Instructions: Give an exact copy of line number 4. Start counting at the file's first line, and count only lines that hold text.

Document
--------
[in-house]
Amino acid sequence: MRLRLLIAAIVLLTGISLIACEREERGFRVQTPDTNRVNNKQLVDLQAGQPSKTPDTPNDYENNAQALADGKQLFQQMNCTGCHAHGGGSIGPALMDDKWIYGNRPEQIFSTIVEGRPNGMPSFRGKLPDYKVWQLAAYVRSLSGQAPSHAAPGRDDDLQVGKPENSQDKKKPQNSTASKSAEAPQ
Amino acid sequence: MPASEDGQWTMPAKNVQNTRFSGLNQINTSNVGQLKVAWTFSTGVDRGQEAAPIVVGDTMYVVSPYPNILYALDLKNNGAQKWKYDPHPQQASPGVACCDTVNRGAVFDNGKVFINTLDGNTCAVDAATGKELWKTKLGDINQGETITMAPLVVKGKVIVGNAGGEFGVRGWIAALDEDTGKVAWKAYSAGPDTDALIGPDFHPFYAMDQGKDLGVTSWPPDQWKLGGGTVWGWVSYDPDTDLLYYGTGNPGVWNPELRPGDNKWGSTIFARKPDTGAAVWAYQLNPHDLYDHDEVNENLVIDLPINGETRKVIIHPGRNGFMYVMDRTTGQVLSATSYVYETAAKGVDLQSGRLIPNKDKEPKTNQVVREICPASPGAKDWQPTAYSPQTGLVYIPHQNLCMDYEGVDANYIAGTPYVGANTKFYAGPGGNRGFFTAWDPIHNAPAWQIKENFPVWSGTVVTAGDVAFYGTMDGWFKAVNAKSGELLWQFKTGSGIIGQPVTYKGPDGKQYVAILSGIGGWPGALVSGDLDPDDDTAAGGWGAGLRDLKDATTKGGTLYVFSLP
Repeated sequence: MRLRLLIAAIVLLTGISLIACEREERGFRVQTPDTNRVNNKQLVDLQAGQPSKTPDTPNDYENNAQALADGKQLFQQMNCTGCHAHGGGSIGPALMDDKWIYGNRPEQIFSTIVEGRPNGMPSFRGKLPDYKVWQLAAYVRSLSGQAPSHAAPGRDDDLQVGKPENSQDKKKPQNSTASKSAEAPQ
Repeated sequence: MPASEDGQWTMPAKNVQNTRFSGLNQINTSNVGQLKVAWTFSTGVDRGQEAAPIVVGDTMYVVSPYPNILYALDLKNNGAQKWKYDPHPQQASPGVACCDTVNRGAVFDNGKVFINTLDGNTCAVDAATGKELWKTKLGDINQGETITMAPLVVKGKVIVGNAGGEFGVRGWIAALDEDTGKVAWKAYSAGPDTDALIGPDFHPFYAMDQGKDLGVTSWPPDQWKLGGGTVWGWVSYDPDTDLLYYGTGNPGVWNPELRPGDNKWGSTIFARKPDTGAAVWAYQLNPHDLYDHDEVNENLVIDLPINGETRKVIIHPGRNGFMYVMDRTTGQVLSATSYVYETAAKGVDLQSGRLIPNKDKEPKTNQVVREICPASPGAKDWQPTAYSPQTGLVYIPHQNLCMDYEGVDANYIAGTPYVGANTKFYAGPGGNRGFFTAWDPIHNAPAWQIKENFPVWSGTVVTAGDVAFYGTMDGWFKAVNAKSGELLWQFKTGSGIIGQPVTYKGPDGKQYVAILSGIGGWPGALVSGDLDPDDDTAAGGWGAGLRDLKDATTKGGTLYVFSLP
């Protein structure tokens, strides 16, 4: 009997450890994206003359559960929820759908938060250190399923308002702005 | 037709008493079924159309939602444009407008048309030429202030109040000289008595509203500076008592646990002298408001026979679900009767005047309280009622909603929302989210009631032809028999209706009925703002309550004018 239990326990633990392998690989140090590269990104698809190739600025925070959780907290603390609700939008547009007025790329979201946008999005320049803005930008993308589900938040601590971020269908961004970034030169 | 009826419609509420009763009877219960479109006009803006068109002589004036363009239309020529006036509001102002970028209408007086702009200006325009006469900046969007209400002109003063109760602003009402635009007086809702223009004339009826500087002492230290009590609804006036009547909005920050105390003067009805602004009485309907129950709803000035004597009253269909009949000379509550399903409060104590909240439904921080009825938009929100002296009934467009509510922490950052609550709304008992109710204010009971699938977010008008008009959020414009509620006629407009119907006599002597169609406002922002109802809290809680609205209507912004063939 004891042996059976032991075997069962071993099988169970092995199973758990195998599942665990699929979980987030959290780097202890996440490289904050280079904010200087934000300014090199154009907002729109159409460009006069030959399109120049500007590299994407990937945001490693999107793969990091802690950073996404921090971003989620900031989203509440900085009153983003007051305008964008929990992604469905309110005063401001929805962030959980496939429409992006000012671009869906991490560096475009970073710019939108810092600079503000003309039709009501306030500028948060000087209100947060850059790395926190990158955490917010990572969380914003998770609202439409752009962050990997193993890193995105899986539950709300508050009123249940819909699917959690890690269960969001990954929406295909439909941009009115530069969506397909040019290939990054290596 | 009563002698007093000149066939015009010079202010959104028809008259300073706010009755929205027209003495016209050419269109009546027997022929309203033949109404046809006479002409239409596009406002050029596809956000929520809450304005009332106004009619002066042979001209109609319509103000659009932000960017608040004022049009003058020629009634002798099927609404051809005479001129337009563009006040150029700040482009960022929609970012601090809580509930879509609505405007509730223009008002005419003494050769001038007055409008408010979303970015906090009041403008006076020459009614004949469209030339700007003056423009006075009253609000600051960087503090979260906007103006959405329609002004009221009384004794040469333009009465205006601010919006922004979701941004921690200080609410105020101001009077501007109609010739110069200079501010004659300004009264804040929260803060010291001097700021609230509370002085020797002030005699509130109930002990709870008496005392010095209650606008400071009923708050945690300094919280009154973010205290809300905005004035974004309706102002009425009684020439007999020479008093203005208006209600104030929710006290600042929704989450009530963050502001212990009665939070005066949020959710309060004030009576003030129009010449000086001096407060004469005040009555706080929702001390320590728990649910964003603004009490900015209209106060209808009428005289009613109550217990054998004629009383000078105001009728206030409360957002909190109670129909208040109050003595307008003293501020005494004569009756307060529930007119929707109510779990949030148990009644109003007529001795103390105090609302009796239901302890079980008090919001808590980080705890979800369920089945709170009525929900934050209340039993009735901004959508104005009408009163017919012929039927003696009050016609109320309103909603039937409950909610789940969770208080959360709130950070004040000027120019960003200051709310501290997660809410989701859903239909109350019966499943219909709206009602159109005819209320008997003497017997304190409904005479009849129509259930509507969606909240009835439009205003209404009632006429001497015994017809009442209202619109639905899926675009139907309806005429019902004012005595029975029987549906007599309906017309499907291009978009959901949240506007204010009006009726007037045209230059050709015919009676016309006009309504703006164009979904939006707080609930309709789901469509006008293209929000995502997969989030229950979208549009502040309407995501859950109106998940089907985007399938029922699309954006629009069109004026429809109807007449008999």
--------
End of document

Repeated sequence: MRLRLLIAAIVLLTGISLIACEREERGFRVQTPDTNRVNNKQLVDLQAGQPSKTPDTPNDYENNAQALADGKQLFQQMNCTGCHAHGGGSIGPALMDDKWIYGNRPEQIFSTIVEGRPNGMPSFRGKLPDYKVWQLAAYVRSLSGQAPSHAAPGRDDDLQVGKPENSQDKKKPQNSTASKSAEAPQ